With time, her disdain for her mother grew in bounds. She wanted to get away from that house. Get away from both her parents. In local buses, train journeys Amu was often embarrassed by the judgemental gaze of those seeing her mother’s highly animated and involved conversations with herself. On most occasions, she pretended she had nothing to do with her. On other occasions, she would just stand beside her mother, pretend to respond to her mom’s mumbles to put all scrutiny to rest. Amu was ashamed.

Desperate for some anchor of sanity in her life, Amu found refuge in her father. This, despite his ills of a violent temper. But this too was on a slippery slopes. One day on her way back from school, Amu was abruptly asked by a friend ’Has your father lost his job because of forgery?’She was stumped. It stirred up a storm inside her. She tossed and turned all through the night thinking ‘This can’t be, dad was the only one…he too’. She needed closure. She relentlessly rummaged through all the papers, studied every little piece of information she got. All the while thinking ‘this can’t be? He can’t do this to me?’ It consumed her. But alas!

She had just gotten around this setback when a few days later, her classmate asked her the question she feared all along ‘Is your mother mad’. She was speechless. All she could think of was her mother’s pale face each time she came back from her shock therapy. Amu went back home infuriated only to watch yet another fight between her parents. ‘This is it’ she fumed as she threw her school bag on the bed, pulled out her math book, roughed up the pages and pinned the pencil heavily on the paper, almost tearing it as she wrote on it. It was late evening, when Amu woke up, almost lost. She hadn’t realised when her frenzy had lulled her to sleep. She stared at the ruffled-up pages, her incoherent writing and it’s strong imprints on the paper. And an uncomfortable realisation stared right back at her. She was capable of being in the same realm of insanity as her parents. And that her reality was there to stay. It was time for her to accept it.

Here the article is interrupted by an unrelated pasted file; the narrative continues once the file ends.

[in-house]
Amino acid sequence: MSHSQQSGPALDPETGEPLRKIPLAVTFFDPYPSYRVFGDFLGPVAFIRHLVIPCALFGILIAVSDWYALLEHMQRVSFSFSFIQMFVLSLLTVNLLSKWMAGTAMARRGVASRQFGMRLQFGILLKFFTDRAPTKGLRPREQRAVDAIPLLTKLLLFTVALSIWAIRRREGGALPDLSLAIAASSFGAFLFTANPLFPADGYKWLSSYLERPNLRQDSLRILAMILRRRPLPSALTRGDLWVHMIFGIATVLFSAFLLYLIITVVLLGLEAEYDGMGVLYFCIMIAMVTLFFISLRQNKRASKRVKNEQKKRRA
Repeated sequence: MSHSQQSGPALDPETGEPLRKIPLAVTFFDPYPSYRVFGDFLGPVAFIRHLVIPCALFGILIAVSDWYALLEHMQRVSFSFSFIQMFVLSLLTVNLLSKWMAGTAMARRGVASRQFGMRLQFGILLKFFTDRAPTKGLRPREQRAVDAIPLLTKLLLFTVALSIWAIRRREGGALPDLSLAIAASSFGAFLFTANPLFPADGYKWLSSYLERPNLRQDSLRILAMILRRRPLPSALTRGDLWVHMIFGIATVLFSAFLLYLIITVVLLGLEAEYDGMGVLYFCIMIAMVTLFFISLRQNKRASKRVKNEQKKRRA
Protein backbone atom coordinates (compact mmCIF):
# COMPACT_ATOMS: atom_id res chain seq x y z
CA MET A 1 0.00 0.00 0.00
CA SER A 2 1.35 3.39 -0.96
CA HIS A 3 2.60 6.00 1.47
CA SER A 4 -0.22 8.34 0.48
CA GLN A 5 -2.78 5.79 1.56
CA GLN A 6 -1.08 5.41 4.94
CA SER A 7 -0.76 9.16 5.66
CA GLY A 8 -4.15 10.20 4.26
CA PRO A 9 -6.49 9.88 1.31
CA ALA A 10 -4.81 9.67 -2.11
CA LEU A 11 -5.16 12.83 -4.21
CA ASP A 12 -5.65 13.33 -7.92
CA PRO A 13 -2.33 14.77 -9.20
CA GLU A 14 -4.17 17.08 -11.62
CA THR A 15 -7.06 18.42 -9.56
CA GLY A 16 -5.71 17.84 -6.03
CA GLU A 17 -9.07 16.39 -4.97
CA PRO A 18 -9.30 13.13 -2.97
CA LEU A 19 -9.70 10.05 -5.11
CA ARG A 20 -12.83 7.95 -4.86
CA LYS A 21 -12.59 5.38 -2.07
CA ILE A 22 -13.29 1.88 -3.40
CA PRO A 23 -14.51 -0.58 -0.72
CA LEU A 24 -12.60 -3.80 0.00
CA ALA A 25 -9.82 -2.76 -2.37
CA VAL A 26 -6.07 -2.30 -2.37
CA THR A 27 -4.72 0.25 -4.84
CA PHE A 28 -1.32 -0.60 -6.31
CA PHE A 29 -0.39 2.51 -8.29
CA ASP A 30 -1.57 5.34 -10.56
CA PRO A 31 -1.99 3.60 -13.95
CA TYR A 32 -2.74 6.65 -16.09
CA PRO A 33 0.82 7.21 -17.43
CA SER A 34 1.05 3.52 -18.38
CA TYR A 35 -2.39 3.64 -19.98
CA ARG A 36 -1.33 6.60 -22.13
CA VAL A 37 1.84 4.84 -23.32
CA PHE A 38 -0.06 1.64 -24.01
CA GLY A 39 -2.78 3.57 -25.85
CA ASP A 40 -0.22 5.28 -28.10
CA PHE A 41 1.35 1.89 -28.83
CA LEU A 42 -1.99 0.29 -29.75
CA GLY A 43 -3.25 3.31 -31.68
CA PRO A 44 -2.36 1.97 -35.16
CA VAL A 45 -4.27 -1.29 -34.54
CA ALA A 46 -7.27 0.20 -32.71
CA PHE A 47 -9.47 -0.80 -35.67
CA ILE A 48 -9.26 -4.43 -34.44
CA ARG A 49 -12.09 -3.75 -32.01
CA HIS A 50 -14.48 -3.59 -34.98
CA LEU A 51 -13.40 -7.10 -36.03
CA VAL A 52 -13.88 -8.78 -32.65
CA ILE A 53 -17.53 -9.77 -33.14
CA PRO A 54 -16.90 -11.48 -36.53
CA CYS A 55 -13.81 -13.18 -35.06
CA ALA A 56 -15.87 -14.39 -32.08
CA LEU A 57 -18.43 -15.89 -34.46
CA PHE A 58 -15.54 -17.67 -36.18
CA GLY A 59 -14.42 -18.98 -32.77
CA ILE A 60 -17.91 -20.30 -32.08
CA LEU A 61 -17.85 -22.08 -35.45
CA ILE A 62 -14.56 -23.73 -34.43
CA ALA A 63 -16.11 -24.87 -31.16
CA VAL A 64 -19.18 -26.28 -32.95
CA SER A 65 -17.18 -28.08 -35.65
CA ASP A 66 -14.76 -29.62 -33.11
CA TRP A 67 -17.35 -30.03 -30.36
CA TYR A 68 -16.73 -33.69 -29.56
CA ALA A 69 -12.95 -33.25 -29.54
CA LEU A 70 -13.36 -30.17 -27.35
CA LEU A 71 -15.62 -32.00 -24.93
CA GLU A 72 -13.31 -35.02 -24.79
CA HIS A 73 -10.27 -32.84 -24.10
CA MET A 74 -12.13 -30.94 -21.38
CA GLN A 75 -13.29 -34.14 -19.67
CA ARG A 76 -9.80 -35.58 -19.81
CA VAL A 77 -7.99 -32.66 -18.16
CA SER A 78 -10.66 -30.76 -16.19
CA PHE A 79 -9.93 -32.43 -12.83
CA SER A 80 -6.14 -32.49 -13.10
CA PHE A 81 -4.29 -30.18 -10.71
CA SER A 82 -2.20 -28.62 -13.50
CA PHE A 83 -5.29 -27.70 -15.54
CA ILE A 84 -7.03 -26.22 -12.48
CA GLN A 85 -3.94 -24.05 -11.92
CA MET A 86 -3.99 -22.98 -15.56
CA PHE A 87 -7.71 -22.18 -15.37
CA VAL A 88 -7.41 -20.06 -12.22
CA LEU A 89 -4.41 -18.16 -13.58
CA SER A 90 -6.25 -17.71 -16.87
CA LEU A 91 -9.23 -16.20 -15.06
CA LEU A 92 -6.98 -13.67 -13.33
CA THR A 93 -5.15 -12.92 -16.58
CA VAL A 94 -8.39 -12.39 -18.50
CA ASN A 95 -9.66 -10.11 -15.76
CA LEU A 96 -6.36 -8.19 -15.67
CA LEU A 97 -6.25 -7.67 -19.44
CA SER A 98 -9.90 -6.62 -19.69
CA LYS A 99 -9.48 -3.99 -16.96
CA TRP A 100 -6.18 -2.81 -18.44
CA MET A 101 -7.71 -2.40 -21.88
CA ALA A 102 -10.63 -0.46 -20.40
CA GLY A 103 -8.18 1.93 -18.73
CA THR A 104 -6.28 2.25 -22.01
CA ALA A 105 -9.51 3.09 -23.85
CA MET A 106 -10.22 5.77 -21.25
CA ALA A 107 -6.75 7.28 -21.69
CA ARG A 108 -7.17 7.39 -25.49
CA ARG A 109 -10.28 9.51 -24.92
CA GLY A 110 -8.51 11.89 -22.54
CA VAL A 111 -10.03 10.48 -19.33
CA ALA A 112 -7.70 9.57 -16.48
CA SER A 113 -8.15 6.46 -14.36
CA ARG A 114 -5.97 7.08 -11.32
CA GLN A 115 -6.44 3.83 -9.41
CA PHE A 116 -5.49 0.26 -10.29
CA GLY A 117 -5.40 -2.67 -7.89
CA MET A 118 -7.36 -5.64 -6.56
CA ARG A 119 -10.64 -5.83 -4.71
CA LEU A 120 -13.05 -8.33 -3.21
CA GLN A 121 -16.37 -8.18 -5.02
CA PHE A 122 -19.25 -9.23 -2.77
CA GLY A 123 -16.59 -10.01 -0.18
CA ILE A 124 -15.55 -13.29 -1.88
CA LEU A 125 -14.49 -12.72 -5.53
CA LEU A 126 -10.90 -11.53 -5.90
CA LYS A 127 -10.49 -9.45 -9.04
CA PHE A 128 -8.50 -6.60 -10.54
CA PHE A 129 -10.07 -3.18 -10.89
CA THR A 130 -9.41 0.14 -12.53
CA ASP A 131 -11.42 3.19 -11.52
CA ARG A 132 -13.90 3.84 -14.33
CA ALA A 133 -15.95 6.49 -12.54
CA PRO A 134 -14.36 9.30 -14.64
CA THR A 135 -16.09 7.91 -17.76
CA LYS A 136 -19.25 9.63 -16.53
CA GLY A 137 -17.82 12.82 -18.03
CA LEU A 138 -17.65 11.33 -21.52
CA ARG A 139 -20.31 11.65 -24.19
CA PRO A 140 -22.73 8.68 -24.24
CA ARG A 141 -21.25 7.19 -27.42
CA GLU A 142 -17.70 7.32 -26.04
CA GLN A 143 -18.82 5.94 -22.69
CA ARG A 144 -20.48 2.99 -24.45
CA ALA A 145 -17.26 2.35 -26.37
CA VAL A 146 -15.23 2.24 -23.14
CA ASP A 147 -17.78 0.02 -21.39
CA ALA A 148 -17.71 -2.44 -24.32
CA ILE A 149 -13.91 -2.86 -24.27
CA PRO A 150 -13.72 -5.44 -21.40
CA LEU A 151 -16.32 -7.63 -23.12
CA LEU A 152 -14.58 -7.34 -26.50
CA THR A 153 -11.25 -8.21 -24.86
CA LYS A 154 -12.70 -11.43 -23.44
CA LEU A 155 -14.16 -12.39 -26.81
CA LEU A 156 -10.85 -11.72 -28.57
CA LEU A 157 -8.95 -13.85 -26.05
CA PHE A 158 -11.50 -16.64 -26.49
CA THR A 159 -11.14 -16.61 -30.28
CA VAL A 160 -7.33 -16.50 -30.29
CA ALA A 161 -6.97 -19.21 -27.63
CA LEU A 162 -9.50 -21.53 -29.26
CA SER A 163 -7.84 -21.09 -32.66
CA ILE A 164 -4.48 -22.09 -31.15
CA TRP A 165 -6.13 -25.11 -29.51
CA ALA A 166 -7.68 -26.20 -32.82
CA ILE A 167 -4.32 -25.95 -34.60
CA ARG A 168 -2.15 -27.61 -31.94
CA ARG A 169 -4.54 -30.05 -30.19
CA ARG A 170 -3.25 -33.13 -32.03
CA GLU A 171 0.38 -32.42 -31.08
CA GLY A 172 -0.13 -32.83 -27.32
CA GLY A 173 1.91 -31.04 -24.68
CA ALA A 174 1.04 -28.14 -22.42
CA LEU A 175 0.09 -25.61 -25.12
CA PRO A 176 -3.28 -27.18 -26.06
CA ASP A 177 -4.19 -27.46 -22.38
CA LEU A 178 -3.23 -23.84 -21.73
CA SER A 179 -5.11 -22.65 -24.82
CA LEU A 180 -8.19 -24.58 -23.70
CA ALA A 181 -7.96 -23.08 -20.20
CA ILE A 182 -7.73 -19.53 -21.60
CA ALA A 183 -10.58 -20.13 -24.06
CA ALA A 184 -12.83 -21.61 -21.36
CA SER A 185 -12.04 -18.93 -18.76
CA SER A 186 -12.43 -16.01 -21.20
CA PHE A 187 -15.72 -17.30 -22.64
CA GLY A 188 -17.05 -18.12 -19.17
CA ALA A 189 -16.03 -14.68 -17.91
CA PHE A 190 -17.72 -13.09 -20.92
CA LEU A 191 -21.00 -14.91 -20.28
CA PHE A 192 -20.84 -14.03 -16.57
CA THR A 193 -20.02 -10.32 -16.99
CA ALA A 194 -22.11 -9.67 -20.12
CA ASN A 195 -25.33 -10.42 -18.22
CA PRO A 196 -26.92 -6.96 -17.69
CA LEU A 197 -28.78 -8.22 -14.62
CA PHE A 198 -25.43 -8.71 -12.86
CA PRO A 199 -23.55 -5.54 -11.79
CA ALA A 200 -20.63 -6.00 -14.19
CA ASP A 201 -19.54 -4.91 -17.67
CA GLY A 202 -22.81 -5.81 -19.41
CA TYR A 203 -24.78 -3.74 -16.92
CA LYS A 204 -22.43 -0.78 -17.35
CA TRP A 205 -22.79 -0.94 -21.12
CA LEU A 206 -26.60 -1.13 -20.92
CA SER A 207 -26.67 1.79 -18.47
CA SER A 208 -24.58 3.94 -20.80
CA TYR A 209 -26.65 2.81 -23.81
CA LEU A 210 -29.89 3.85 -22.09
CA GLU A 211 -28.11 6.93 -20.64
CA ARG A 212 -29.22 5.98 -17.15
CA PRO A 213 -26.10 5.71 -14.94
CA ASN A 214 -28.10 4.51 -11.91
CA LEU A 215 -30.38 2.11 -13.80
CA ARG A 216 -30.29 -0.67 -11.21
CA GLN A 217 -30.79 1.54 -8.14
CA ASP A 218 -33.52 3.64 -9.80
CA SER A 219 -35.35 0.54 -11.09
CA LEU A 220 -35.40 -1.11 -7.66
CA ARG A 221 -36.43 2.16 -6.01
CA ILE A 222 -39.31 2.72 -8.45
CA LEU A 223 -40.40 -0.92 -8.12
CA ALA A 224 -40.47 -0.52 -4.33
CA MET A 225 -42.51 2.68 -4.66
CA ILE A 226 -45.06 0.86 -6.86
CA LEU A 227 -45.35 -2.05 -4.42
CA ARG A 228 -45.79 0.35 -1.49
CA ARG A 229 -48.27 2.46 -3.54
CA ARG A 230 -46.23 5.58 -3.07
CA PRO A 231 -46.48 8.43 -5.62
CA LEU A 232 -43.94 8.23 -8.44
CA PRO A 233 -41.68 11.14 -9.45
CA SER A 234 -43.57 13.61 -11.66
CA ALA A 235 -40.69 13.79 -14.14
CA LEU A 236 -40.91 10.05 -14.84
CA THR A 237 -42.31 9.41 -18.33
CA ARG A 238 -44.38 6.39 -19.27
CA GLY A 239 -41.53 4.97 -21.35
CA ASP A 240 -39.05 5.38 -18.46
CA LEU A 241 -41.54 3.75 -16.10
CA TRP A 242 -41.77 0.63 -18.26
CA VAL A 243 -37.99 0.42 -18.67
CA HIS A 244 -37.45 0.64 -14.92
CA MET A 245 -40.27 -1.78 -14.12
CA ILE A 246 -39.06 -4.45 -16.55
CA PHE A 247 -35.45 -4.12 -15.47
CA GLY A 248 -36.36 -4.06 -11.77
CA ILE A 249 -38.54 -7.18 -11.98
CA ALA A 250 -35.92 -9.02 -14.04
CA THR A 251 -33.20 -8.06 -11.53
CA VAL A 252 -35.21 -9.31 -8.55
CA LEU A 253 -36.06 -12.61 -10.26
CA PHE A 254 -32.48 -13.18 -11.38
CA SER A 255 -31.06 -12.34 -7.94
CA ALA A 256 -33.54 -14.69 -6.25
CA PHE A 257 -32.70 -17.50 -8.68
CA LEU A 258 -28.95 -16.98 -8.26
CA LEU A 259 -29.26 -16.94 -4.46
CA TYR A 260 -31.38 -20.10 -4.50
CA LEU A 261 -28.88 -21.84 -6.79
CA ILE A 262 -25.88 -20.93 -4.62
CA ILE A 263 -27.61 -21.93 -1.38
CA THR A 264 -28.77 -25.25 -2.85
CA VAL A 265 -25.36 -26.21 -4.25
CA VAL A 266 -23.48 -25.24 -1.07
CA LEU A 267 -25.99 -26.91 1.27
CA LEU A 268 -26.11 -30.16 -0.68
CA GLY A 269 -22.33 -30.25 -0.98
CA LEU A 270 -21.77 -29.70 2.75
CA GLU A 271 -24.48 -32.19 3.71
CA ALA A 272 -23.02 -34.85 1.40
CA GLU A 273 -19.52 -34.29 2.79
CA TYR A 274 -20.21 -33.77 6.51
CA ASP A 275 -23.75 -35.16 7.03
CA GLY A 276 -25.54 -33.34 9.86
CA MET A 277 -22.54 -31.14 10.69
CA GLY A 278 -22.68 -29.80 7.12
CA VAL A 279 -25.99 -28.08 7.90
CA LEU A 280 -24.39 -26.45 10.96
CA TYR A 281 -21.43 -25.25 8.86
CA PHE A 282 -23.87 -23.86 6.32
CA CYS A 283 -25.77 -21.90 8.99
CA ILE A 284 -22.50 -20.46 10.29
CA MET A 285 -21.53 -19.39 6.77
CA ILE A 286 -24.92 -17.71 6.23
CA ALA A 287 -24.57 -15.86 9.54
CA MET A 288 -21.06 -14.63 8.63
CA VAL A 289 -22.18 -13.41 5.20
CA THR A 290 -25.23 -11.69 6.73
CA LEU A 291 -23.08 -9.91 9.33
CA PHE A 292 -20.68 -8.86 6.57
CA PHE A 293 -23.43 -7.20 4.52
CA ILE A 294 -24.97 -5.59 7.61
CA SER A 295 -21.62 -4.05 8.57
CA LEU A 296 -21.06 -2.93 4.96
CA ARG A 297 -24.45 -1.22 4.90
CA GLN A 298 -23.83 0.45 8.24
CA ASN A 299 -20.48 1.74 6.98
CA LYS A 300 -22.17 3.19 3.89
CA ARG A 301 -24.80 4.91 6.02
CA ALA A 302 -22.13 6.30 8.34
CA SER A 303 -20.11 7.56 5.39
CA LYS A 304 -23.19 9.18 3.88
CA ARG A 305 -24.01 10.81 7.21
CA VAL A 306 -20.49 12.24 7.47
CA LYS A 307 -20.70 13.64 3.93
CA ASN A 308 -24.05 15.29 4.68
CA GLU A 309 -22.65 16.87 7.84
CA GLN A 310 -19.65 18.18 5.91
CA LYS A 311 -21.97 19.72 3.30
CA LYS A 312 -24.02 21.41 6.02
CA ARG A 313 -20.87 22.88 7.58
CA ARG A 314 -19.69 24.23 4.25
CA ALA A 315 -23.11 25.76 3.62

Amu decided to confide in her close friends. Each time she spoke about it, she accepted it to herself. It liberated her from seeking validation from anyone, since it was now out there in the open. She began participating in dramatics, sports and public speaking and soon gained appreciation. She rejoiced in her talents that gave her a unique identity. All through her graduation she explored unabashedly & experimented with her strengths be it in academics, sports, literary art and just about everything. Strangely, it was only after her personal successes that she could see beyond herself to understand what her mother went through. Of course life’s inaccuracies continued to gape at her. But she sought refuge in a parallel world that she was creating for herself. A place that truly gave voice to everything positive in her life. She was creating that thing called CHOICE.

CHOICE, an acknowledgement of consequence of what you choose, even if it is helplessness.

Amu learnt to stand up for herself each time from then on. She stood up against the conservative stand of her father who was persistent on sending her to their hometown to pursue further education. She rebelled against her mother to be a part of the Indian airforce. She treaded on unchartered paths and succeeded.

When we tap into our STRENGTHS we are being truly fair to ourselves. It is only then, that we think beyond ourselves to forge an empathetic connection with others.

As time passed Amu got married to her college sweetheart, had 2 beautiful children and seemed to believe that she had serenity and stability in life that she always desired. When one day she got a call from her son ‘You ***, you control freak’. As his loud and thundering voice pounded on her ears Amu’s heart beat plummet and everything around her became listless. Life had come a full circle and this time it was her son. Schizophrenia was back !

Getting on with the same drill of life, Amu soon picked up the strewn pieces of her courage and grit blown apart by fate to prepare for yet another battle. Only this time with ‘conditions apply’.

This story has been written after months of interview with the individual involved. The names have been changed to respect the anonymity that subject of this story wishes to maintain.

Read also  Dating : ‘India Light’